# R: dplyr - Maximum value row in each group

In my continued work with R’s dplyr I wanted to be able to group a data frame by some columns and then find the maximum value for each group.

We’ll continue with my favourite dummy data set:

```
> library(dplyr)
> data = data.frame(
letter = sample(LETTERS, 50000, replace = TRUE),
number = sample (1:10, 50000, replace = TRUE)
)
```

I started with the following code to count how many occurrences of each (letter, number) pair there were:

```
> data %>% count(letter, number)
Source: local data frame [260 x 3]
Groups: letter
letter number n
1 A 1 184
2 A 2 192
3 A 3 183
4 A 4 193
5 A 5 214
6 A 6 172
7 A 7 196
8 A 8 198
9 A 9 174
10 A 10 196
.. ... ... ...
```

I wanted to find the top number for each letter and with a bit of help from Stack Overflow I ended up with the following:

```
> data %>% count(letter, number) %>% filter(n == max(n))
Source: local data frame [26 x 3]
Groups: letter
letter number n
1 A 5 214
2 B 6 234
3 C 8 213
4 D 6 211
5 E 9 208
6 F 2 219
7 G 1 213
8 H 2 208
9 I 9 220
10 J 7 213
11 K 3 228
12 L 2 206
13 M 3 212
14 N 4 222
15 O 1 211
16 P 7 211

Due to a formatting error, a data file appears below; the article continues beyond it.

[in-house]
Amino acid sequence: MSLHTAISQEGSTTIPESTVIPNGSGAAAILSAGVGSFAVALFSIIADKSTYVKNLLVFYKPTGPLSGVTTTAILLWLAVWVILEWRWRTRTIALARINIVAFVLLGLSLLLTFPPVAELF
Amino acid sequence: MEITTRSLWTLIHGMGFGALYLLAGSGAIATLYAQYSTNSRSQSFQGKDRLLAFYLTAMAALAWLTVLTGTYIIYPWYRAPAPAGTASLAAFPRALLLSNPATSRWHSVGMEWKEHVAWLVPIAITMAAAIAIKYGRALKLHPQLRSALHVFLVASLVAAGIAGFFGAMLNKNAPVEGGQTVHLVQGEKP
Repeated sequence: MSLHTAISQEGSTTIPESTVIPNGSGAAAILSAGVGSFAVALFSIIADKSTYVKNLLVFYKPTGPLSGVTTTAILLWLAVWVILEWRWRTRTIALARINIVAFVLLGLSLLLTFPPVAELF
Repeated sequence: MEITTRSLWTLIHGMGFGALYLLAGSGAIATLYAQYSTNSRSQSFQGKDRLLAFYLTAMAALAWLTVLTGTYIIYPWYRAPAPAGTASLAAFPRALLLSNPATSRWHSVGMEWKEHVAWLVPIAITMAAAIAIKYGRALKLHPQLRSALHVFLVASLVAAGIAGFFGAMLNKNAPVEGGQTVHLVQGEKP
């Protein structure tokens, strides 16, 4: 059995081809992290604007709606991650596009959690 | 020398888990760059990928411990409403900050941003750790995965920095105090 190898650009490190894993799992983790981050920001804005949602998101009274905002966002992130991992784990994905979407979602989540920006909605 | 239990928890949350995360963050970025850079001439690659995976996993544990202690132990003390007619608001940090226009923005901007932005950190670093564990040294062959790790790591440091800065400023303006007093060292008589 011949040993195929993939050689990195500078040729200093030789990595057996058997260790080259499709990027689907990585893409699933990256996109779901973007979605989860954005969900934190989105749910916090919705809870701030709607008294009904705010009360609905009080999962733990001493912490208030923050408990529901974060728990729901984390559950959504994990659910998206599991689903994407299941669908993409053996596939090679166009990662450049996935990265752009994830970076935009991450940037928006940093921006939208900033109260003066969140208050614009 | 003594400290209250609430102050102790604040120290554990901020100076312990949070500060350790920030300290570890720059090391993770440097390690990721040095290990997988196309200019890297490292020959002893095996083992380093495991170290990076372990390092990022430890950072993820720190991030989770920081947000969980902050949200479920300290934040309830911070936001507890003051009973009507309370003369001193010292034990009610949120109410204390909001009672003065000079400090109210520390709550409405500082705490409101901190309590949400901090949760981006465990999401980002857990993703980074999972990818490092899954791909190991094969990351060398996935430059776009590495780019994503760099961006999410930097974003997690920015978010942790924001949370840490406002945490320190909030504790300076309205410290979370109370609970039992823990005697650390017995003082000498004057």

17 Q 9 210
18 R 5 224
19 S 2 211
20 T 9 204
21 U 8 217
22 V 6 220
23 W 2 213
24 X 2 214
25 Y 3 211
26 Z 3 206
```

Here we’re filtering over a collection of rows grouped by letter and only selecting the row which has the max value. We can see more clearly what’s happening if we filter the data frame to only contain one letter:

```
> letterA = data %>% filter(letter == "A") %>% count(letter, number)
> letterA
Source: local data frame [10 x 3]
Groups: letter
letter number n
1 A 1 184
2 A 2 192
3 A 3 183
4 A 4 193
5 A 5 214
6 A 6 172
7 A 7 196
8 A 8 198
9 A 9 174
10 A 10 196
```

And now let’s apply the filter command while also printing out information about each row:

```
> letterA %>% filter(print(n), print(n == max(n)), n == max(n))
[1] 184 192 183 193 214 172 196 198 174 196
[1] FALSE FALSE FALSE FALSE TRUE FALSE FALSE FALSE FALSE FALSE
Source: local data frame [1 x 3]
Groups: letter
letter number n
1 A 5 214
```

If instead of getting the top number by letter we wanted to get the top letter by number we just need to reorder the field names in the count method:

```
> data %>% count(number, letter) %>% filter(n == max(n))
Source: local data frame [10 x 3]
Groups: number
number letter n
1 1 G 213
2 2 F 219
3 3 K 228
4 4 N 222
5 5 R 224
6 6 B 234
7 7 B 221
8 8 U 217
9 9 I 220
10 10 O 209
```

And if we want to see the letter that shows up least frequently we can change the call to 'max' to an equivalent one to 'min':

```
> data %>% count(number, letter) %>% filter(n == min(n))
Source: local data frame [11 x 3]
Groups: number
number letter n
1 1 H 166
2 2 O 160
3 3 E 156
4 4 R 169
5 5 L 169
6 6 I 164
7 7 H 170
8 7 I 170
9 8 Q 166
10 9 W 162
11 10 J 168
```

##### About the author

I'm currently working on real-time user-facing analytics with Apache Pinot at StarTree. I previously worked on graph analytics at Neo4j, where I also I co-authored the O'Reilly Graph Algorithms Book with Amy Hodler.